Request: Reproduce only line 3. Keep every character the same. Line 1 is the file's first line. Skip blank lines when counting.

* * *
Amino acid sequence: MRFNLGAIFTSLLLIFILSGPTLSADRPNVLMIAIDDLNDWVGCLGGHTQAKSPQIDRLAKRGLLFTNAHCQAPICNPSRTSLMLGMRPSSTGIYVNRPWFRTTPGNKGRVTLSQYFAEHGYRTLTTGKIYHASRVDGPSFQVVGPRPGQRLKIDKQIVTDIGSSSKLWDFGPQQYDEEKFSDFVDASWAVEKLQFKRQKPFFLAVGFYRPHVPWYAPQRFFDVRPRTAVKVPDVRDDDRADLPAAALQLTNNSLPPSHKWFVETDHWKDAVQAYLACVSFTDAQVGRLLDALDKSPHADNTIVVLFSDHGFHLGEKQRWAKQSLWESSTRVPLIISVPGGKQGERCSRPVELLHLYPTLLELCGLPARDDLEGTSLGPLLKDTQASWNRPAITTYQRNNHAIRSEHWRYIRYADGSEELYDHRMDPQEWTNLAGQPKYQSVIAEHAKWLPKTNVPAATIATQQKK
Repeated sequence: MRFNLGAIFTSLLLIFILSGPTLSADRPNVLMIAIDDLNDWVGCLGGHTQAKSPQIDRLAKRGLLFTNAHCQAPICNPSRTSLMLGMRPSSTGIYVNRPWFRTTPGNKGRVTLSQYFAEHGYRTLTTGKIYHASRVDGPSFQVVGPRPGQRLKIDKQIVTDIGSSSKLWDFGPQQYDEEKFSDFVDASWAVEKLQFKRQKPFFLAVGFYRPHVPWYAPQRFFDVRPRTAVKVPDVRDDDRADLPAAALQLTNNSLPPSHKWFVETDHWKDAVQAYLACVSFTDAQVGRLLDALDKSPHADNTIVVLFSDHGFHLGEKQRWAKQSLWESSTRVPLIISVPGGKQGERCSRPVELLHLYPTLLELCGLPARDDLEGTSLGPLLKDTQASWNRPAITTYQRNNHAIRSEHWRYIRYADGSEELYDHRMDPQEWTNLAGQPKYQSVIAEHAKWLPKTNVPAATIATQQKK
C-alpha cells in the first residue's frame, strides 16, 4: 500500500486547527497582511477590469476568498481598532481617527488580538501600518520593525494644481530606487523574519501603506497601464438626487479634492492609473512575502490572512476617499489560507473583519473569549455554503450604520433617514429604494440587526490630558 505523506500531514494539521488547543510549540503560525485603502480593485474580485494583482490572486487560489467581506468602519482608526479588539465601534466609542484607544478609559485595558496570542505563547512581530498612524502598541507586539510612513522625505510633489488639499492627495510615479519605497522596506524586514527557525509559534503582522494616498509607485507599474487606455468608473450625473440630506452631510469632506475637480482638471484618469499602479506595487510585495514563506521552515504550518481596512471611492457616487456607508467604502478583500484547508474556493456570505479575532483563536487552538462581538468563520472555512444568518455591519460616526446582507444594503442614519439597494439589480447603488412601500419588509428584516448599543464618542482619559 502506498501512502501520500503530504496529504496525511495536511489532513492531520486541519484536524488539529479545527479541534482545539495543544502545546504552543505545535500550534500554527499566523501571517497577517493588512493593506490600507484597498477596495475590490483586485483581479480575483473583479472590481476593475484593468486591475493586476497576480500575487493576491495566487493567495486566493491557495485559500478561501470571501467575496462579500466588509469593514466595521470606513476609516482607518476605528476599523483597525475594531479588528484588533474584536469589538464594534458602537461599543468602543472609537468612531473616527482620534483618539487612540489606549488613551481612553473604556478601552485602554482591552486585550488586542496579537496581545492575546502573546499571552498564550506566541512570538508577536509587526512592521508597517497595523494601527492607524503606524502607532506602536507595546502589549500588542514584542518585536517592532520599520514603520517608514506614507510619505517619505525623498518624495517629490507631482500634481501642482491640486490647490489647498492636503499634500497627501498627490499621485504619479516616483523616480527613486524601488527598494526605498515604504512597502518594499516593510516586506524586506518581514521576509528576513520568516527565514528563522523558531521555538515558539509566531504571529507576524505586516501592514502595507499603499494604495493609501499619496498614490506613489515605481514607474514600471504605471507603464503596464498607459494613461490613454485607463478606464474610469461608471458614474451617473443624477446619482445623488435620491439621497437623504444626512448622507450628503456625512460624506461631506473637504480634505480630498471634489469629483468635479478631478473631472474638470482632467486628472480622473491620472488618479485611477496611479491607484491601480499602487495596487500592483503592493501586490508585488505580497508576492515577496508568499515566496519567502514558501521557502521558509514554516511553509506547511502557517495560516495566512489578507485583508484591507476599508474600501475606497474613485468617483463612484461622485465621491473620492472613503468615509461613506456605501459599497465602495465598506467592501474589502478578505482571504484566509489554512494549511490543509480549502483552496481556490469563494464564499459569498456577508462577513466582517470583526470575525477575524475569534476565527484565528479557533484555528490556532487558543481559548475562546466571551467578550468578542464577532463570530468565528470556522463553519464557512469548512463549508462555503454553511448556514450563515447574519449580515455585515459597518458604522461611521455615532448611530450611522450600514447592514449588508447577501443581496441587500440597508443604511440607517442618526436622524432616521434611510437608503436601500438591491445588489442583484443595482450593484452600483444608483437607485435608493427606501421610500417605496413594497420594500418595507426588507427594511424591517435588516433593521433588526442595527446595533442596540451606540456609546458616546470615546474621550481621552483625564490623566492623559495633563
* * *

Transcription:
C-alpha cells in the first residue's frame, strides 16, 4: 500500500486547527497582511477590469476568498481598532481617527488580538501600518520593525494644481530606487523574519501603506497601464438626487479634492492609473512575502490572512476617499489560507473583519473569549455554503450604520433617514429604494440587526490630558 505523506500531514494539521488547543510549540503560525485603502480593485474580485494583482490572486487560489467581506468602519482608526479588539465601534466609542484607544478609559485595558496570542505563547512581530498612524502598541507586539510612513522625505510633489488639499492627495510615479519605497522596506524586514527557525509559534503582522494616498509607485507599474487606455468608473450625473440630506452631510469632506475637480482638471484618469499602479506595487510585495514563506521552515504550518481596512471611492457616487456607508467604502478583500484547508474556493456570505479575532483563536487552538462581538468563520472555512444568518455591519460616526446582507444594503442614519439597494439589480447603488412601500419588509428584516448599543464618542482619559 502506498501512502501520500503530504496529504496525511495536511489532513492531520486541519484536524488539529479545527479541534482545539495543544502545546504552543505545535500550534500554527499566523501571517497577517493588512493593506490600507484597498477596495475590490483586485483581479480575483473583479472590481476593475484593468486591475493586476497576480500575487493576491495566487493567495486566493491557495485559500478561501470571501467575496462579500466588509469593514466595521470606513476609516482607518476605528476599523483597525475594531479588528484588533474584536469589538464594534458602537461599543468602543472609537468612531473616527482620534483618539487612540489606549488613551481612553473604556478601552485602554482591552486585550488586542496579537496581545492575546502573546499571552498564550506566541512570538508577536509587526512592521508597517497595523494601527492607524503606524502607532506602536507595546502589549500588542514584542518585536517592532520599520514603520517608514506614507510619505517619505525623498518624495517629490507631482500634481501642482491640486490647490489647498492636503499634500497627501498627490499621485504619479516616483523616480527613486524601488527598494526605498515604504512597502518594499516593510516586506524586506518581514521576509528576513520568516527565514528563522523558531521555538515558539509566531504571529507576524505586516501592514502595507499603499494604495493609501499619496498614490506613489515605481514607474514600471504605471507603464503596464498607459494613461490613454485607463478606464474610469461608471458614474451617473443624477446619482445623488435620491439621497437623504444626512448622507450628503456625512460624506461631506473637504480634505480630498471634489469629483468635479478631478473631472474638470482632467486628472480622473491620472488618479485611477496611479491607484491601480499602487495596487500592483503592493501586490508585488505580497508576492515577496508568499515566496519567502514558501521557502521558509514554516511553509506547511502557517495560516495566512489578507485583508484591507476599508474600501475606497474613485468617483463612484461622485465621491473620492472613503468615509461613506456605501459599497465602495465598506467592501474589502478578505482571504484566509489554512494549511490543509480549502483552496481556490469563494464564499459569498456577508462577513466582517470583526470575525477575524475569534476565527484565528479557533484555528490556532487558543481559548475562546466571551467578550468578542464577532463570530468565528470556522463553519464557512469548512463549508462555503454553511448556514450563515447574519449580515455585515459597518458604522461611521455615532448611530450611522450600514447592514449588508447577501443581496441587500440597508443604511440607517442618526436622524432616521434611510437608503436601500438591491445588489442583484443595482450593484452600483444608483437607485435608493427606501421610500417605496413594497420594500418595507426588507427594511424591517435588516433593521433588526442595527446595533442596540451606540456609546458616546470615546474621550481621552483625564490623566492623559495633563